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Jan 06 2021

What You “Don’t Own” In 2021 May Be More Important

  • Jan 6, 2021

Every year, there is plenty of investment advice on the best “buys” for the New Year! However, in 2021, it may prove just as important to avoid certain areas of the financial markets.

The current consensus forecast for U.S. real GDP growth is 3.9% in 2021, representing the fastest rate since 2000. Our prediction is for 6% growth—the fastest since 1984! Either way, due to massive policy stimulus and the expectation that vaccinations will finally bring COVID-19 under control, U.S. economic growth should be strong this year. Whether currently a bull or a bear, the fact that real U.S. economic growth is poised for a healthy advance should make everyone leery of traditional “defensive investments.”

Chart 1 overlays the annual growth in U.S. real GDP (red dotted line, inverted right scale) with the annual relative total return of a defensive investing proxy. The proxy comprises an equal-weighted index of traditional defensive sectors (S&P 500 Utilities and Consumer Staples), Gold, and the S&P 500 Low Volatility Index. Although not perfect, the correlation between the annual relative total return of defensive investing and annual real GDP growth is a strong -0.6 since 1992. It’s not surprising that defensive investments perform best during disappointing economic times and poorly when the economy is healthy. But this year, the relationship should be kept front of mind because 2021 is poised to produce the most vigorous economic growth in decades.

The impact a strong economy can inflict on defensive investments is highlighted in Chart 2; it displays a scatter plot of defensive total returns and real economic growth. Defensive investments underperform most frequently. Since 1992, they have outpaced the overall S&P 500 Index only 30% of the time. In seven out of ten quarters since the 1990s, defensive investing trailed. However, as shown, when defense wins, it tends to win big! Historically, defensive investments far outpaced when real GDP growth contracted, and they had some significant wins in quarters when annual growth in real GDP was less than 2.5%.

In recent years, the U.S. economy has experienced some of the weakest economic growth in its history. Economic contractions have been severe (2009 and 2020), and expansion-phase growth proved extremely subpar. Indeed, since 2000, U.S. annual real GDP growth has been below 3% more than three-quarters of the time. This unprecedented, disappointing economic era has made stars out of defensive investments. During this period, investors achieved considerable success by focusing on low volatility, gold, bonds, dividend aristocrats, and high-quality assets. Understandably, investors have been reluctant to move away from defensive investments, given their long-standing success. Consequently, most portfolios are probably still overweighted in these areas.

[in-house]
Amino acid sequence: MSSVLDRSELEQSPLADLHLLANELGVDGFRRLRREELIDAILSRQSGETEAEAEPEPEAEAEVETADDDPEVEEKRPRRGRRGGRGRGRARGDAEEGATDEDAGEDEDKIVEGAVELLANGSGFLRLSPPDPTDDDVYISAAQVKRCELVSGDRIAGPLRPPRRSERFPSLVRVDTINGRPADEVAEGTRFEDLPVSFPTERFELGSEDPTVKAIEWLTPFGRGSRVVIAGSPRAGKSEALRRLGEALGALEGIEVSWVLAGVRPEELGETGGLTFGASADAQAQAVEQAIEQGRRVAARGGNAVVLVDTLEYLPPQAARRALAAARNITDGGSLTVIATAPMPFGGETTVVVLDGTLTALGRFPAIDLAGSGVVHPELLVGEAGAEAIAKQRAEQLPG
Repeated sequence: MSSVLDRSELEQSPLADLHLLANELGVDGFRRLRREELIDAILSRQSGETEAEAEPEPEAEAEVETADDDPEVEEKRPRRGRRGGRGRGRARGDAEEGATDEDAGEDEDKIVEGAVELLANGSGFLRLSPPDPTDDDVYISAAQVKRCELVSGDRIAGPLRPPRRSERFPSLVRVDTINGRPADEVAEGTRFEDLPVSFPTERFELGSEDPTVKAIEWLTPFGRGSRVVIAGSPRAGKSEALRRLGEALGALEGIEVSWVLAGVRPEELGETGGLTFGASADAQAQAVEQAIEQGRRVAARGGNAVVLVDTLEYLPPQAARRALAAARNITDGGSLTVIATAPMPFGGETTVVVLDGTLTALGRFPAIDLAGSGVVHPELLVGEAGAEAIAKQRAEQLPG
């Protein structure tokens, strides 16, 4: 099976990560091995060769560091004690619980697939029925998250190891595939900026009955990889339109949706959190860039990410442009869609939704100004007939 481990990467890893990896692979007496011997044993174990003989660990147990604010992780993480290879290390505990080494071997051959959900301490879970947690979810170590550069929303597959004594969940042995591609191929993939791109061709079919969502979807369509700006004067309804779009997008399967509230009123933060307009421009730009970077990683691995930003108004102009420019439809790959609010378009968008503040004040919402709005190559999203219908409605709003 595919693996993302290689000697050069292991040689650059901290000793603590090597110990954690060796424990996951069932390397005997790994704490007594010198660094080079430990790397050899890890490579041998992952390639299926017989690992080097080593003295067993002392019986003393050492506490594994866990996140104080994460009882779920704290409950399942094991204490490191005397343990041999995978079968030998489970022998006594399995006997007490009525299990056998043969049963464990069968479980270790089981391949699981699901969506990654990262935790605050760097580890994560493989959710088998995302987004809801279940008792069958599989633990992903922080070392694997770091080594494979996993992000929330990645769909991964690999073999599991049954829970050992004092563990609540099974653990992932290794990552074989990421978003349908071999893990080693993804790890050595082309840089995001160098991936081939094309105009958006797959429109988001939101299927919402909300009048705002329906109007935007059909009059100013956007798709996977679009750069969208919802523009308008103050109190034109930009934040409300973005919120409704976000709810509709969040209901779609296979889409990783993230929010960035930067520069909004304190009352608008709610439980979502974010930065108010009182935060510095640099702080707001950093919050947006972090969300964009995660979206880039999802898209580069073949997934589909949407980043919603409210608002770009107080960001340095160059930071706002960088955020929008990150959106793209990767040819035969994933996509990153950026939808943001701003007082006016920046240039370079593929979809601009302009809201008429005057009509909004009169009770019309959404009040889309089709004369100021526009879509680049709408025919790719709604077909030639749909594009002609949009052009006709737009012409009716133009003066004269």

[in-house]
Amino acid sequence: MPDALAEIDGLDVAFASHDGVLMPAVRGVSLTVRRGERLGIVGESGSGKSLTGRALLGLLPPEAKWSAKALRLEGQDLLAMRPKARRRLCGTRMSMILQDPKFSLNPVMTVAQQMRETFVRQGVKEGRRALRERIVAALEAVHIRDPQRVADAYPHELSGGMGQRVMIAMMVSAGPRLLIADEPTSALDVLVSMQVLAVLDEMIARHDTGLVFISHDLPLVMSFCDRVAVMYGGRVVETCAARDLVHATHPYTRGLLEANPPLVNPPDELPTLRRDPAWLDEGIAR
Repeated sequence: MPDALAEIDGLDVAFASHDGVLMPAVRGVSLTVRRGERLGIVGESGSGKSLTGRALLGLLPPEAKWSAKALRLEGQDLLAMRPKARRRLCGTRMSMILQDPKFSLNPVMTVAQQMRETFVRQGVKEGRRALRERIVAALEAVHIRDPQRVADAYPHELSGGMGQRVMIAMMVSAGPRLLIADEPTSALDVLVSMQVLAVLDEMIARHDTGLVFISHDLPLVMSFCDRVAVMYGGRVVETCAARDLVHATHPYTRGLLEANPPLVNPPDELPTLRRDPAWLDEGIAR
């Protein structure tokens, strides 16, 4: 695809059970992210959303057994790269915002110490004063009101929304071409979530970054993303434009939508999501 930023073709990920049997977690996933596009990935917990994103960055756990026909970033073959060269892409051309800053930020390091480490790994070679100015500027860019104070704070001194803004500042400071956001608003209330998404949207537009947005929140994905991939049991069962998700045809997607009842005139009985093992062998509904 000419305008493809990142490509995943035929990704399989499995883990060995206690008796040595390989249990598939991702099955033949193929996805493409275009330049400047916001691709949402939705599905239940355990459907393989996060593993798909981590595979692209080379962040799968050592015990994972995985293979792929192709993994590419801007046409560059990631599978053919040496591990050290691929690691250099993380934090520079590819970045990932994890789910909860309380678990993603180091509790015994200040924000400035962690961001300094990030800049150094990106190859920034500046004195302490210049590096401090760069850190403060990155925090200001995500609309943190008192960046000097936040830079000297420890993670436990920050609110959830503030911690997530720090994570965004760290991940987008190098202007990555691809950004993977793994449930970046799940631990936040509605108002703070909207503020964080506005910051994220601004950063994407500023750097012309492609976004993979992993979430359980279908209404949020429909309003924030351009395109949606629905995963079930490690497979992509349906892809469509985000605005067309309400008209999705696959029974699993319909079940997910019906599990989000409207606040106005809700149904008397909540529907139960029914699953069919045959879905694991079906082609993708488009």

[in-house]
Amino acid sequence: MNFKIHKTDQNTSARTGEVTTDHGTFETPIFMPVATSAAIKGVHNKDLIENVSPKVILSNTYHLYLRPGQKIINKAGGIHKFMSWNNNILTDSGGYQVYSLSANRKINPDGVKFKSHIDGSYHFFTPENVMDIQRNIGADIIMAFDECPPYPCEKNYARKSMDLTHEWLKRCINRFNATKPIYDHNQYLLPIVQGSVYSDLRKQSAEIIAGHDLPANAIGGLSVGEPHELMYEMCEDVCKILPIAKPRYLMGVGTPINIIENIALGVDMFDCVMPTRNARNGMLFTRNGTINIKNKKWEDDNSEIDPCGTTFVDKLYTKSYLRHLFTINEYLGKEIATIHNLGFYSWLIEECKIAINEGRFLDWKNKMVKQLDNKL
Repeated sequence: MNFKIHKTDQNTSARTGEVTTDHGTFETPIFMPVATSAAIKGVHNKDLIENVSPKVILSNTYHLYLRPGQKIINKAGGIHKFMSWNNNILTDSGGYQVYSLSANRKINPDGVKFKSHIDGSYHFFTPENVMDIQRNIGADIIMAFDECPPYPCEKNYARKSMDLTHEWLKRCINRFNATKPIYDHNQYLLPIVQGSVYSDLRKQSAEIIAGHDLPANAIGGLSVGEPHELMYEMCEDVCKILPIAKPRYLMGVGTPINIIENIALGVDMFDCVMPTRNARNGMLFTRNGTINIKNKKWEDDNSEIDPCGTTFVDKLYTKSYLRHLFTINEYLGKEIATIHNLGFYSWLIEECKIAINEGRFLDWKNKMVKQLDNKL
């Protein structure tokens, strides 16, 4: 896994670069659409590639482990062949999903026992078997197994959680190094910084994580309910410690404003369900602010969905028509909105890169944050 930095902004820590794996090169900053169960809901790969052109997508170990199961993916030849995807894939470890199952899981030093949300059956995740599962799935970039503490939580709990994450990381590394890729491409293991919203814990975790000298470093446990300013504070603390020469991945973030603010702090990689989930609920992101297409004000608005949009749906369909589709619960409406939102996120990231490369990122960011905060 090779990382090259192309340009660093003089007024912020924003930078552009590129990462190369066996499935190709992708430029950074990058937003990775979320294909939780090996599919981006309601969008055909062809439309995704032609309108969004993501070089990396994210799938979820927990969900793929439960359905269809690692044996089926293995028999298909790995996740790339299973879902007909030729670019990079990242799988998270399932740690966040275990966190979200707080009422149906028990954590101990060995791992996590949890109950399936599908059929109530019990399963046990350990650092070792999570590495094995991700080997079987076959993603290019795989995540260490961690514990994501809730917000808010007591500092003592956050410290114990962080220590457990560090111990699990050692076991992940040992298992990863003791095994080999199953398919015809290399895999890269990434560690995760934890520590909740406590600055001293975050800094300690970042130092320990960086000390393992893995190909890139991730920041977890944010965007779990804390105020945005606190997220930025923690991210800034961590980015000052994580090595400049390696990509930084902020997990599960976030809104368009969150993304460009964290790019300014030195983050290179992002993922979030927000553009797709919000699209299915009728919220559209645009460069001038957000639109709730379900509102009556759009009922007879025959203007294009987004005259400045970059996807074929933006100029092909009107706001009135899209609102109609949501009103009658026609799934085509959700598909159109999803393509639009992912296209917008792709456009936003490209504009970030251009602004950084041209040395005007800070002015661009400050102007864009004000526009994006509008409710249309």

Nonetheless, this year, the best economic growth in decades could deliver a harsh penalty for defensive investments, as illustrated in Chart 2. The red dotted line shows when annual real GDP growth is 2.8%. Note that defensive investing has rarely won when real GDP growth rose above that level, and it frequently suffered severe underperformance.

Based on the regression equation shown, the current consensus real GDP growth expectation of almost 4% suggests the defensive investment proxy would underperform the S&P 500 by about 12%. If real GDP growth is closer to our estimate of 6%, defensive investments are poised to underperform by almost 23%! Since 2000, the defensive proxy’s relative total return trailed the S&P 500 by more than 10%, less than one-third of the time; it lagged by over 15%, only about 12% of the time.

Investors who thought they were responsible, cautious, defensive, and avoiding the popular, risky stocks, could be subject to unexpected pain in 2021 due to a solid year of U.S. economic growth not experienced in decades.

Final Comments

This analysis is based solely on the pace of economic growth. Whether you expect the overall stock market to rise or fall this year is immaterial. During the last 30 years, regardless of the market’s direction, defensive investing did well when economic growth was weak and poorly when growth was healthy. The stock market may rise or fall this year, but because economic growth is likely to be strong, defensive investments may struggle.

Everyone should own some defensive investments. They are necessary to be appropriately diversified. But don’t fall in love with your defensive winners of the last two-plus decades because 2021 is likely to deliver an economic growth rate never seen during that winning streak.

About The Author

James Paulsen / Chief Investment Strategist

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